Denmark’s PM Recovers from Assault, Warns of Rising Public Aggression

COPENHAGEN – Denmark’s Prime Minister Mette Frederiksen announced on Tuesday that she is still recovering both physically and mentally from an assault in central Copenhagen last week. She also expressed concern about increasing public aggression.

A 39-year-old Polish man has been remanded in custody over the assault, which resulted in Frederiksen suffering a minor neck injury. Authorities reported that the attacker was under the influence of alcohol and drugs, and there was no indication of a political motive.

“I’m not quite myself yet,” Frederiksen said in an interview with broadcaster DR. “I look after my work as prime minister, and I always will. I was also able to do so over the weekend, but not in the same way as I normally do.”  The assault occurred just three weeks after Slovakia’s Prime Minister Robert Fico was seriously injured in an assassination attempt.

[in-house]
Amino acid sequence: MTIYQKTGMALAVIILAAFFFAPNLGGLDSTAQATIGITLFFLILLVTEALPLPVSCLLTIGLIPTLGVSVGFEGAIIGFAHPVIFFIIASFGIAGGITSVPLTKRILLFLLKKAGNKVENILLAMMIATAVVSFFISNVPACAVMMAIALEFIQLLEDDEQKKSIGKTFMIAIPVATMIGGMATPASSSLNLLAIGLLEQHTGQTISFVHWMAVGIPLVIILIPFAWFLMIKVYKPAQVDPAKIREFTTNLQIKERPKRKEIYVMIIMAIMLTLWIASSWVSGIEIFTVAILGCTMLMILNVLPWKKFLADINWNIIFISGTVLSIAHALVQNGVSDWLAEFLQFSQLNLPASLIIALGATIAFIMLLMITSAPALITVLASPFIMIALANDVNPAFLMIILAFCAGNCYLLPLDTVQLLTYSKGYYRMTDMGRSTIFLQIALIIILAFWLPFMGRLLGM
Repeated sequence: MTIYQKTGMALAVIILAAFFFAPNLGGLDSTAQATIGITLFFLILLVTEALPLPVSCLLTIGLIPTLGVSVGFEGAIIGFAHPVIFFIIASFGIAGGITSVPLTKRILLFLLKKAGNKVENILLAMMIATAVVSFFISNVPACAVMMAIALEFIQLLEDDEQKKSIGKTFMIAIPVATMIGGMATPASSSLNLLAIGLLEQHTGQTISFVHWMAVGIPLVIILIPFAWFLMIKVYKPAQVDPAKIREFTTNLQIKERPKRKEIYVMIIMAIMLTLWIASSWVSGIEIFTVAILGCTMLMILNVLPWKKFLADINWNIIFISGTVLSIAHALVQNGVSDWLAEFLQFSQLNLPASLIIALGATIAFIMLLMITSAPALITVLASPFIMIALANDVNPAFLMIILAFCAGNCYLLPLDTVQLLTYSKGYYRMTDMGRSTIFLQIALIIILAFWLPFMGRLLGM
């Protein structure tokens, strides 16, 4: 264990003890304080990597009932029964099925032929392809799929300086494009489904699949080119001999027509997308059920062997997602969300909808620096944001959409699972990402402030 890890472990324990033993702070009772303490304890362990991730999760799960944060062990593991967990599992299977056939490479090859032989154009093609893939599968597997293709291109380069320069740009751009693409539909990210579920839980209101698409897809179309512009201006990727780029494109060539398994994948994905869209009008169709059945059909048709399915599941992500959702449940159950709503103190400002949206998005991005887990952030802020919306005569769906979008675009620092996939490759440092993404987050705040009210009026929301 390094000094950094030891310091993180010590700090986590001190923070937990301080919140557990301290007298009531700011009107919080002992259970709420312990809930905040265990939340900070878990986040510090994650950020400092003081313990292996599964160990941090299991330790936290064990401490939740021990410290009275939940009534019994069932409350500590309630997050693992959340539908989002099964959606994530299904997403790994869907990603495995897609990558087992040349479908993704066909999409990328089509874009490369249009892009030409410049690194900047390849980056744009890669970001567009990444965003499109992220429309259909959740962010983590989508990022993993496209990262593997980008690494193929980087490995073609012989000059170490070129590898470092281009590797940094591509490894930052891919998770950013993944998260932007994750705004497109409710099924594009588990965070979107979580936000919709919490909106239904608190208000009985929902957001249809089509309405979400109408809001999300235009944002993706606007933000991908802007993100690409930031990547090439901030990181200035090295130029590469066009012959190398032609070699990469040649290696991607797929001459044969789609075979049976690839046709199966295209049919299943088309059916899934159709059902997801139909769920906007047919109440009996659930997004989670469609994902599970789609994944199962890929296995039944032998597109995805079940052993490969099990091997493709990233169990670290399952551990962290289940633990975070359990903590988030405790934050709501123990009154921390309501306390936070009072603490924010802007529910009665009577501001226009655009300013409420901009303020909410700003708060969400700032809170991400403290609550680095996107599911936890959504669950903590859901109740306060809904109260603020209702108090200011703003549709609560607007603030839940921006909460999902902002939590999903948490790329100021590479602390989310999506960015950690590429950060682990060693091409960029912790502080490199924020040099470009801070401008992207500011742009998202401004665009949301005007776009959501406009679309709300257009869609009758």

Frederiksen noted a shift in the public domain in recent years, stating, “We all experience across (political) parties that the boundaries are shifting wildly.” She highlighted the increasing threats, harsh social media tone, and public aggression, particularly since the onset of the war in the Middle East.

“There’s been threats over a long period of time, a very harsh tone on social media, which has gotten worse, and especially after the war in the Middle East, a lot of shouting in public, people behaving very, very aggressively,” she said.

Despite Denmark’s reputation as a bicycle-friendly country ranking high in happiness surveys and priding itself on inclusiveness, equality, and a generous welfare model, Frederiksen observed a concerning change. “We have been proud of a country where the prime minister cycles to work,” she said.

“But a shift has occurred. I’ve always made myself available, but the street scene has changed, and there are places where we can no longer go, at least some of us politicians,” she added. Frederiksen’s comments underscore the growing need to address public aggression and ensure the safety of political figures amid changing societal dynamics.